Do you ever wonder how your kids' brains are different from yours? I don't mean just in age, but in how they process information, make decisions, learn? I do, because my kids live in such a different world than the one I grew up in.
When I was young, I learned things from other people - a teacher, parent, or other kids - in person or on the phone. I watched TV. Or I read a book. If I had a pressing question, I looked it up in the set of encyclopedias we had at home, or waited until I could get to the library. If my friend didn't answer the phone, I waited and called back. No voice mail. No texting.
Today, we share information in similar ways - in person, in books. But it all happens so quickly. We never have to wait. If we have a question, we don't even have to wait until we get to our computer...we can use our phone and get it anytime. And we expect to be able to do that, at least I do. I get very frustrated when I can't get answers right away.
We also do many things at once now. I'm writing this blog, but I just answered a text message from my husband, I'm checking my email every few minutes, and will soon find links to videos and articles that I'll insert into this piece of writing. I expect to be able to do all of this at once, and those trying to reach me expect me to do it all at once too. (Excuse me while I answer another text.)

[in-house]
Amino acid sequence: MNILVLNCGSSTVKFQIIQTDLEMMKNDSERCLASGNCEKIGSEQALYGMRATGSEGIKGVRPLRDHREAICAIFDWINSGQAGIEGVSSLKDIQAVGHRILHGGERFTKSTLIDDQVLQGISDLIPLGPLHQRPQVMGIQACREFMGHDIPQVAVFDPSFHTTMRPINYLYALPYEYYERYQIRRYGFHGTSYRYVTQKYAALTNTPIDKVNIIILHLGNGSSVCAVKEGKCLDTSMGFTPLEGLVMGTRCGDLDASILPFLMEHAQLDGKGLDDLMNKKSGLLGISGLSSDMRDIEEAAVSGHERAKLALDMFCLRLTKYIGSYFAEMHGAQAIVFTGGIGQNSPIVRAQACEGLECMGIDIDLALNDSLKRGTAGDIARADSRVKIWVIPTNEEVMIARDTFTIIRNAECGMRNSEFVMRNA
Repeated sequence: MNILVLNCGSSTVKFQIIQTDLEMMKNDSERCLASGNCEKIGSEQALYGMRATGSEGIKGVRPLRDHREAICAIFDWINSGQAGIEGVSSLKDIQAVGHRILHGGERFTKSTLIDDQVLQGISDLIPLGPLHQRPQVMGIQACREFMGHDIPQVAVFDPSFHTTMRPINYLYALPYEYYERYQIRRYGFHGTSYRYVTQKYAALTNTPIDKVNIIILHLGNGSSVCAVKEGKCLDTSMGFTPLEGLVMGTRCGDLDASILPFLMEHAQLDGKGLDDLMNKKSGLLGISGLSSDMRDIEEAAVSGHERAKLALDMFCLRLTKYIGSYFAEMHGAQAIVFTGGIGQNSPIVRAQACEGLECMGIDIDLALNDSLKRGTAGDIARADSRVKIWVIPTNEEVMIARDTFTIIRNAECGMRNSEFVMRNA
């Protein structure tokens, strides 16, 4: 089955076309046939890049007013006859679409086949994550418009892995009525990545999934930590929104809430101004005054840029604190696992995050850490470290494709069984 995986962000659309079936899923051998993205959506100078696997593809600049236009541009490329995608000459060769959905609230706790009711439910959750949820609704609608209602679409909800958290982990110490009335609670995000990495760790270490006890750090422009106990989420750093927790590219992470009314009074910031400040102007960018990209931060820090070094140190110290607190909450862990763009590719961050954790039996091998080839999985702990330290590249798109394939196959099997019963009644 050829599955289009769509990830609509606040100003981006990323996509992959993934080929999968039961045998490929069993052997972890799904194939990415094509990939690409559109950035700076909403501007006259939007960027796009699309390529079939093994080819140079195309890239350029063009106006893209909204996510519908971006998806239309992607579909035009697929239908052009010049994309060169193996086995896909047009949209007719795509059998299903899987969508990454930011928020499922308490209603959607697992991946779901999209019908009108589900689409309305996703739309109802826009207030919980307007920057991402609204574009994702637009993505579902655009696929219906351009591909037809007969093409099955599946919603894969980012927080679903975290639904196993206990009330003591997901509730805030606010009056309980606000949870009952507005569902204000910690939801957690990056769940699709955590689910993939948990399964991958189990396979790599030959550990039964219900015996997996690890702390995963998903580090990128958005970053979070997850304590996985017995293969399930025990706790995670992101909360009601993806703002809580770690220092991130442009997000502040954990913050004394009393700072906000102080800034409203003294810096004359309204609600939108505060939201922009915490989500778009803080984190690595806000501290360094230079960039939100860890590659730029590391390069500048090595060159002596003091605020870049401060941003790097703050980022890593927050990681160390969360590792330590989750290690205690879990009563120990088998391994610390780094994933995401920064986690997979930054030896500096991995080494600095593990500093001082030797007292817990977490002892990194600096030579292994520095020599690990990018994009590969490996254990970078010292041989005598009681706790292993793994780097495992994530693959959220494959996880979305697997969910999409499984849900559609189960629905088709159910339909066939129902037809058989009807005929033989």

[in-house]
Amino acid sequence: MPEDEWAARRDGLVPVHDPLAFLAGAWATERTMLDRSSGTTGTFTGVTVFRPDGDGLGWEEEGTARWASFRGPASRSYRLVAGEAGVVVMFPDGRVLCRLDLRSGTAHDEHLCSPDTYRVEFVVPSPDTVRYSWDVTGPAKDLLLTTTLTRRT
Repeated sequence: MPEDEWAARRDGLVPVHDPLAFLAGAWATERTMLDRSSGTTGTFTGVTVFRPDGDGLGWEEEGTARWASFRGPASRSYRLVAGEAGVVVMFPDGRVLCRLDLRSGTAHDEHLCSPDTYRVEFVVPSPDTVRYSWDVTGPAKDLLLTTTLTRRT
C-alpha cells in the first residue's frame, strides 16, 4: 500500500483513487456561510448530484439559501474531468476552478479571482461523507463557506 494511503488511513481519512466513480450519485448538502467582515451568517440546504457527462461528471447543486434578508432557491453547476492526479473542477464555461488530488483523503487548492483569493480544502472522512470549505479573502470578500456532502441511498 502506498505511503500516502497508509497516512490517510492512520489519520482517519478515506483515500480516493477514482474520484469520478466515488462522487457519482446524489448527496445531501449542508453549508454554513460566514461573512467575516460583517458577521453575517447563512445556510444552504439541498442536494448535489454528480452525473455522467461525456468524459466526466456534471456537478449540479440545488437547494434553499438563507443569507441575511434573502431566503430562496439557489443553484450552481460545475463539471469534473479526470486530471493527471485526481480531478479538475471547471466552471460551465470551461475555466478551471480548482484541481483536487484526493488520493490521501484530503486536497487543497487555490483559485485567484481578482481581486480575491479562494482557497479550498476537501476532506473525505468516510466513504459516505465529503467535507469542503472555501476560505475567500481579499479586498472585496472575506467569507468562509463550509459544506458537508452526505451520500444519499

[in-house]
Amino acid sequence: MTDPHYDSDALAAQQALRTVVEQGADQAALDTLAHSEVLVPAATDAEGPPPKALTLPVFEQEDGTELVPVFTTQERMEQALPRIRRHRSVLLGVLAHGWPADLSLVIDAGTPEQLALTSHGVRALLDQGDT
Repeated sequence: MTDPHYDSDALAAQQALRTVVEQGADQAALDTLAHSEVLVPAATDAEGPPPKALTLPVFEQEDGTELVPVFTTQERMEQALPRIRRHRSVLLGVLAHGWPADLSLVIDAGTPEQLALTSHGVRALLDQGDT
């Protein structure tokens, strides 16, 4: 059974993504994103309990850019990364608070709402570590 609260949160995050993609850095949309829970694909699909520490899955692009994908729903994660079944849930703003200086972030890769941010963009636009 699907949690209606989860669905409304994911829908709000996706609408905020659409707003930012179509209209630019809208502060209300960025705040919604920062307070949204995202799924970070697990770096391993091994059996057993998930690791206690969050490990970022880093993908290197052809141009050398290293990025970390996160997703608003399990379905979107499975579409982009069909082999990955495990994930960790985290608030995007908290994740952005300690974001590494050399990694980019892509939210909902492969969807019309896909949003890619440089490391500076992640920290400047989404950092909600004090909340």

So what does this mean for brains that have gone digital, especially young brains who have been learning this way from the day they were born? Our producer, Sarah Michaelis, was lucky enough to attend the Learning and the Brain conference in San Fransisco earlier this year and she asked the experts three questions: How does technology change the way kids think and learn? How should schools be using technology? How will technology change the next generation of learners?
I worry about what one expert called "continuous partial attention". On the other hand, I like the idea that some kids who've done poorly in traditional classrooms may thrive in the digital learning environment. Lots to think about. What do you think?